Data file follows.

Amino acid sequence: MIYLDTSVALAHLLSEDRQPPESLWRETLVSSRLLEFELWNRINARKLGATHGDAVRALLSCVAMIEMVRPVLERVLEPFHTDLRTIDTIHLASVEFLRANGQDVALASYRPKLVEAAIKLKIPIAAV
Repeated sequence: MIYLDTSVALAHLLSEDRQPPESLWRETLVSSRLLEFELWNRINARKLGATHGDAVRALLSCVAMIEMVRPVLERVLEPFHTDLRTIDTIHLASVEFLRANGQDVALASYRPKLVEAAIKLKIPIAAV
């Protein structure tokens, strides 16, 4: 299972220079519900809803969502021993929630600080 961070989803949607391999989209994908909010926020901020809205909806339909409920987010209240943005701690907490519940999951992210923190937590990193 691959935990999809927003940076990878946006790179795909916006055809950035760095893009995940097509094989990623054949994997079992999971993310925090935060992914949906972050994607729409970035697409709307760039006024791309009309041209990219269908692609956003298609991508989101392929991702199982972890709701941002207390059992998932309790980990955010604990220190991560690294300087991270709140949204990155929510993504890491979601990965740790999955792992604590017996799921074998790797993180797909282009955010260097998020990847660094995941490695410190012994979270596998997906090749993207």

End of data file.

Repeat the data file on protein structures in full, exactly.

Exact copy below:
Amino acid sequence: MIYLDTSVALAHLLSEDRQPPESLWRETLVSSRLLEFELWNRINARKLGATHGDAVRALLSCVAMIEMVRPVLERVLEPFHTDLRTIDTIHLASVEFLRANGQDVALASYRPKLVEAAIKLKIPIAAV
Repeated sequence: MIYLDTSVALAHLLSEDRQPPESLWRETLVSSRLLEFELWNRINARKLGATHGDAVRALLSCVAMIEMVRPVLERVLEPFHTDLRTIDTIHLASVEFLRANGQDVALASYRPKLVEAAIKLKIPIAAV
């Protein structure tokens, strides 16, 4: 299972220079519900809803969502021993929630600080 961070989803949607391999989209994908909010926020901020809205909806339909409920987010209240943005701690907490519940999951992210923190937590990193 691959935990999809927003940076990878946006790179795909916006055809950035760095893009995940097509094989990623054949994997079992999971993310925090935060992914949906972050994607729409970035697409709307760039006024791309009309041209990219269908692609956003298609991508989101392929991702199982972890709701941002207390059992998932309790980990955010604990220190991560690294300087991270709140949204990155929510993504890491979601990965740790999955792992604590017996799921074998790797993180797909282009955010260097998020990847660094995941490695410190012994979270596998997906090749993207």